But it turns out, he can't. As the woman's enlarged image appears on a screen in front of him, he desperately tries to avoid answering the question, but fails. Finally he blurts out, "I drank those bottles," and proceeds to confess that he was drunk all three days leading up to the flight. Then, after a dramatic pause, he declares: "Hell, I'm drunk right now." The hearing room erupts in bedlam.

The movie picks up the story 13 months later, with Whip now in prison leading an AA meeting. He's beaming brightly, as the other prisoners listen with rapt attention to a man who freely admits: "All I had to do was lie, and I could have kept it all. But I would have lost my soul." Anyone who's ever heard about or attended AA meetings will immediately relate to Whip's heartfelt but matter-of-fact sharing. Both the words and the tone have the ring of authenticity.

But Flight, to its credit, avoids the preachy tone and formulaic ending that typically mars recovery films; he even does them one better by offering no schmaltzy, feel-good resolution. Contrast that to When a Man Loves a Woman, for example, which dwells at great length on Meg Ryan's alcoholic travails and the pain she causes her husband and children. But once Ryan "gets" recovery, she's quickly reunited romantically with her husband, played by Andy Garcia. And in 28 Days, which takes place largely in the confines of an alcoholic treatment center, but still plays like a romantic comedy, an alcoholic journalist played by Sandra Bullock pulls through relatively unscathed.

Initially, Flight seems headed in this same direction. Right after the AA meeting, Whip receives a surprise visit. It's from his son, the young high school graduate who'd thrown his father out of the family home when Whip tried to visit the boy's mother in a failed attempt at reconciliation right after the plane crash. They're all smiles now, but there's a catch. It turns out that Whip's son needs help writing his college entrance essay. The topic? "The most fascinating man I've never met." Whip, eager to please, agrees to help, but he's shocked when his son pulls out a tape recorder, leans in, and pointedly asks: "Who ARE you?" Whip smiles nervously, and says: "That's a fascinating question." The movie then fades to black.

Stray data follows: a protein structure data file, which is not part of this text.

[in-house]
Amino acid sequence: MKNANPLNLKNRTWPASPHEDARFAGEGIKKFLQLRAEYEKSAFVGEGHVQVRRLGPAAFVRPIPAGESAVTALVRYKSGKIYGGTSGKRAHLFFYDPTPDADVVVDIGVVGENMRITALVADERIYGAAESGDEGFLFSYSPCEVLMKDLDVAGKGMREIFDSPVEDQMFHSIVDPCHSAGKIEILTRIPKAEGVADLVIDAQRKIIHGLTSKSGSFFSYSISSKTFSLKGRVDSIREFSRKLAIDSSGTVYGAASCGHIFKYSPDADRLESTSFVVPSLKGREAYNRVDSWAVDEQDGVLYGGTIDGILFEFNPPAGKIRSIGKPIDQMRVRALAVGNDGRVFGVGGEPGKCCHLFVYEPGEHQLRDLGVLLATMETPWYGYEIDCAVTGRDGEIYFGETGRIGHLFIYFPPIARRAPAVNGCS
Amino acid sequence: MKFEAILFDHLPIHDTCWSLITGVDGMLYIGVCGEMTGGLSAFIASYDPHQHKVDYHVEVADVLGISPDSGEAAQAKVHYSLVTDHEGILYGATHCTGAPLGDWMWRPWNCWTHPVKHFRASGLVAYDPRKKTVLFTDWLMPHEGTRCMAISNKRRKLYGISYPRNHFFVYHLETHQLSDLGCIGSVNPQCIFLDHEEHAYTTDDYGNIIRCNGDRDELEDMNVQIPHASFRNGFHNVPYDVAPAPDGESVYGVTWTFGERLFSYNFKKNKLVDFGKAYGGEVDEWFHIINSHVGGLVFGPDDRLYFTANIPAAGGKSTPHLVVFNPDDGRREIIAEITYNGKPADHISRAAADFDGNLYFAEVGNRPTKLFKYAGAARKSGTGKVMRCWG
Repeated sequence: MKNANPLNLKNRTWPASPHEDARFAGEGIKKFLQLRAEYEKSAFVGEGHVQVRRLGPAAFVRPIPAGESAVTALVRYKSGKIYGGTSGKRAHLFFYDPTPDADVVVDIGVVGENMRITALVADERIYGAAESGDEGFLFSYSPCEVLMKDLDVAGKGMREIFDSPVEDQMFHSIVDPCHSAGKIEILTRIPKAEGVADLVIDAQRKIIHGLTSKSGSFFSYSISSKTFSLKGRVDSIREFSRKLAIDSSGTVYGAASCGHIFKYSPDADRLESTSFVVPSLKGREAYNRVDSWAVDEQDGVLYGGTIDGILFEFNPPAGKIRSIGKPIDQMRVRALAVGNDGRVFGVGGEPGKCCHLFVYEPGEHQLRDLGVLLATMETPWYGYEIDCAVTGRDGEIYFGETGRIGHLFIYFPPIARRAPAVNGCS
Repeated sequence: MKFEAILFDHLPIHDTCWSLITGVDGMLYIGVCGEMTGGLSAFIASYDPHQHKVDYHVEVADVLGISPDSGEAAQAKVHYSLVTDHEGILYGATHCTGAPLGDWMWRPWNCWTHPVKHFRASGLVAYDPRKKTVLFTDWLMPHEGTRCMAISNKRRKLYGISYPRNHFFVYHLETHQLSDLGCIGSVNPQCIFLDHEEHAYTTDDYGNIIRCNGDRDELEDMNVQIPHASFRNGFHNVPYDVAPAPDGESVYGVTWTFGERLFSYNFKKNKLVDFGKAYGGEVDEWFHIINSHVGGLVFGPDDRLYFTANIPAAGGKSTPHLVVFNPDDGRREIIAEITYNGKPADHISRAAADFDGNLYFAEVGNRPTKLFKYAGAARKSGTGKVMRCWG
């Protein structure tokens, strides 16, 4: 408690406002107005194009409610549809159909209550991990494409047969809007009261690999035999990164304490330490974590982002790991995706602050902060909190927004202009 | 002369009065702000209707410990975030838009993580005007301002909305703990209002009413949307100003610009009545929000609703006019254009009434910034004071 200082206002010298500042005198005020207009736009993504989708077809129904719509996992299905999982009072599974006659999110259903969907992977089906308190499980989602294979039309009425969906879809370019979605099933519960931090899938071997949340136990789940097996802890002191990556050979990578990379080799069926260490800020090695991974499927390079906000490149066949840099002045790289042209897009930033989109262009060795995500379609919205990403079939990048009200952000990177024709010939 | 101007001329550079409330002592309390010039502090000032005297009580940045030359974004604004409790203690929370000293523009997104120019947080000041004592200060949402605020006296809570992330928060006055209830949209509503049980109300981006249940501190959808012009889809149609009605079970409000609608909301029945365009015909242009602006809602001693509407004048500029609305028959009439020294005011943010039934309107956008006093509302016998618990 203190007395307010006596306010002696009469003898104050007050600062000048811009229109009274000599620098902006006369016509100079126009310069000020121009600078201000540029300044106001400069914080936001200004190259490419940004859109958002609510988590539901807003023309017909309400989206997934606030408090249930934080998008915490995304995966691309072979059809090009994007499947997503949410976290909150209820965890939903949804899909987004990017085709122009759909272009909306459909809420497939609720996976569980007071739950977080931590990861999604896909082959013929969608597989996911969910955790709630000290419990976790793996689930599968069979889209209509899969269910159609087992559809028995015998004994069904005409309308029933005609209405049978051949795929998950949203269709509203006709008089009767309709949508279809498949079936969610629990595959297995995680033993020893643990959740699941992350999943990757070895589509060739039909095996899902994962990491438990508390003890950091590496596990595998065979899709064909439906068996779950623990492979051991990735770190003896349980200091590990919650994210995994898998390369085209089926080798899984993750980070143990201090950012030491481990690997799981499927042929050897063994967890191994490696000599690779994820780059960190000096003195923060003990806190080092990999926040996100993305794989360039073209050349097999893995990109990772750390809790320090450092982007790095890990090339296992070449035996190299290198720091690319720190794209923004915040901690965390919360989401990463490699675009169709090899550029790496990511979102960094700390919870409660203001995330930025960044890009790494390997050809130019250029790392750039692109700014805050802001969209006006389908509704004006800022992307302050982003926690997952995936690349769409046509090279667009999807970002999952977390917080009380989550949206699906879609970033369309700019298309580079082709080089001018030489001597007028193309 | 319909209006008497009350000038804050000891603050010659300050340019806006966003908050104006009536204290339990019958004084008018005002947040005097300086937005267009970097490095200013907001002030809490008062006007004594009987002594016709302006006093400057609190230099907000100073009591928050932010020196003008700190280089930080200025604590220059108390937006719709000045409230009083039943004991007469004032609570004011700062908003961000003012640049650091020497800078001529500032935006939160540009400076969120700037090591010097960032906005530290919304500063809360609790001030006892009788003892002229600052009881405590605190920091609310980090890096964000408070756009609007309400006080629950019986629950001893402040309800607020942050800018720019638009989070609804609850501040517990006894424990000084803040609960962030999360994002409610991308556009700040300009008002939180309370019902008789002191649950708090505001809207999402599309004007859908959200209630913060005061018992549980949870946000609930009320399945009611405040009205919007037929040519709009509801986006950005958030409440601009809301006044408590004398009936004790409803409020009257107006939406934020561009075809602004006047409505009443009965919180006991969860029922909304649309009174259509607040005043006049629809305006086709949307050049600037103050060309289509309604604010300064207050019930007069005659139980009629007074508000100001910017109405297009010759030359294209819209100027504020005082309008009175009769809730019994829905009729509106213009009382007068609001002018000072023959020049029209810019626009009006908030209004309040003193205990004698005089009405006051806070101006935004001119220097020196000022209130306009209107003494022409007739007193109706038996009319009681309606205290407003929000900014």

There's a powerful and disturbing message here. Flight suggests that the real tragedy of alcoholism is the alcoholic's own profound "flight" -- from self. And it makes clear that living without authenticity and presence leaves others with a deep emotional void. That void can't be filled up with a few hugs or apologies, a romantic kiss, or mere promises of a better future. Whip's son, while happy, clearly remains skeptical -- and he wants answers. And it's far from clear that Whip's wife is ever coming back to the man who's so deeply betrayed her.

Washington -- who's tackled difficult subjects before, of course -- should be applauded for making such an entertaining Hollywood movie that ends on such an atypical note. The unusual screenplay was produced by actor/writer John Gatins, who got sober at 25 and shopped his script around for over a decade before long-time director Robert Zemeckis decided to take a chance on his work. The film is dedicated to Washington's long-time agent, Ed Limot -- who died before the movie was completed, and who reportedly strongly urged his client to accept the part as Whip. Luckily for movie-goers, he did. With Washington's gritty performance -- the most harrowing, perhaps, since Michael Keaton's in Clean and Sober -- and such a strong supporting cast, don't be surprised if Flight's final touchdown is somewhere in Oscar-Land.

Need help with substance abuse or mental health issues? In the U.S., call 800-662-HELP (4357) for the SAMHSA National Helpline.